The first head of this law is, to know God Himself, to obey Him alone, to worship Him alone. For he cannot maintain the character of a man who is ignorant of God, the parent of his soul: which is the greatest impiety. For this ignorance causes him to serve other gods, and no greater crime than this can be committed. Hence there is now so easy a step to wickedness through ignorance of the truth and of the chief good; since God, from the knowledge of whom he shrinks, is Himself the fountain of goodness. Or if he shall wish to follow the justice of God, yet, being ignorant of the divine law, he embraces the laws of his own country as true justice, though they were clearly devised not by justice, but by utility. For why is it that there are different and various laws amongst all people, but that each nation has enacted for itself that which it deemed useful for its own affairs? But how greatly utility differs from justice the Roman people themselves teach, who, by proclaiming war through the Fecials, and by inflicting injuries according to legal forms, by always desiring and carrying off the property of other, have gained for themselves the possession of the whole world. 1141 But these persons think themselves just if they do nothing against their own laws; which may be even ascribed to fear, if they abstain from crimes through dread of present punishment. But let us grant that they do that naturally, or, as the philosopher says, of their own accord, which they are compelled to do by the laws. Will they therefore be just, because they obey the institutions of men, who may themselves have erred, or have been unjust?—as it was with the framers of the twelve tables, who certainly promoted the public advantage according to the condition of the times. Civil law is one thing, which varies everywhere according to customs; but justice is another thing, which God has set forth to all as uniform and simple: and he who is ignorant of God must also be ignorant of justice.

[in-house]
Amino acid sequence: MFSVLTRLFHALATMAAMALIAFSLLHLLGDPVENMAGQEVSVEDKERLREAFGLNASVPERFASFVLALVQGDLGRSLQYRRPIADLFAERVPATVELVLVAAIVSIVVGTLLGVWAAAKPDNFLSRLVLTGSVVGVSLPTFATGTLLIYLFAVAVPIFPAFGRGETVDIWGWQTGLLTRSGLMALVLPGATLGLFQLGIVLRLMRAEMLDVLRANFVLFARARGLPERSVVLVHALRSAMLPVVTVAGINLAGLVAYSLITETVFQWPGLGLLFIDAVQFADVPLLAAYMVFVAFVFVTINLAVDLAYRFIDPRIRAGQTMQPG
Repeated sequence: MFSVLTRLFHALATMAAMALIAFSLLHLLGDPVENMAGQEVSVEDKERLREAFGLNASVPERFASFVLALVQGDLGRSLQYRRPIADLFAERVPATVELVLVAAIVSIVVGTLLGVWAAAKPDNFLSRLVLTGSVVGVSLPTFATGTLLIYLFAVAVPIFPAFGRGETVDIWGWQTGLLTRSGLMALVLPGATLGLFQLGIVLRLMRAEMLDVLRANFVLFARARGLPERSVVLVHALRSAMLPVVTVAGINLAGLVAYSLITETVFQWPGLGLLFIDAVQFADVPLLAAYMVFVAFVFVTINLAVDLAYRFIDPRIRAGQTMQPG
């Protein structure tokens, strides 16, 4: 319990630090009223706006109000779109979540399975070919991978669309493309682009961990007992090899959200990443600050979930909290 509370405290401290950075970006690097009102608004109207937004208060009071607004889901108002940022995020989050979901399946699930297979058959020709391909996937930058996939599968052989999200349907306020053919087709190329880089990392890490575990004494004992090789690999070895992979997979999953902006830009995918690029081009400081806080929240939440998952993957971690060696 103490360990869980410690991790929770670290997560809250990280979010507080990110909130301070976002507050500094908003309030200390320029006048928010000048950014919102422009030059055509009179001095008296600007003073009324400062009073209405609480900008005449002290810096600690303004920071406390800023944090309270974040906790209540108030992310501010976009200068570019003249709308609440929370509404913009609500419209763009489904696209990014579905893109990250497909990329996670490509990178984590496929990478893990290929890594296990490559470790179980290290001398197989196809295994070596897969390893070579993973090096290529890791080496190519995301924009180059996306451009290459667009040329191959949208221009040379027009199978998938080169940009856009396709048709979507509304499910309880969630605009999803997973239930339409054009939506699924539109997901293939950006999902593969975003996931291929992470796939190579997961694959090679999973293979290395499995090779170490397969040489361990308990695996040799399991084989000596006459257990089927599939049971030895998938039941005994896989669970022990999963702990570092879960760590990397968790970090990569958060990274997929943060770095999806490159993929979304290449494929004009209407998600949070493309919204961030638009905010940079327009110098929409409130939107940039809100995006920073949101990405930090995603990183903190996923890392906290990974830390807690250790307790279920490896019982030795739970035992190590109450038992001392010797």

But let us suppose it possible that any one, by natural and innate goodness, should gain true virtues, such a man as we have heard that Cimon was at Athens, who both gave alms to the needy, and entertained the poor, and clothed the naked; yet, when that one thing which is of the greatest importance is wanting—the acknowledgment of God—then all those good things are superfluous and empty, so that in pursuing them he has laboured in vain. 1142 For all his justice will resemble a human body which has no head, in which, although all the limbs are in their proper position, and figure, and proportion, yet, since that is wanting which is the chief thing of all, it is destitute both of life and of all sensation. Therefore those limbs have only the shape of limbs, but admit of no use, as much so as a head without a body; and he resembles this who is not without the knowledge of God, but yet lives unjustly. For he has that only which is of the greatest importance; but he has it to no purpose, since he is destitute of the virtues, as it were, of limbs.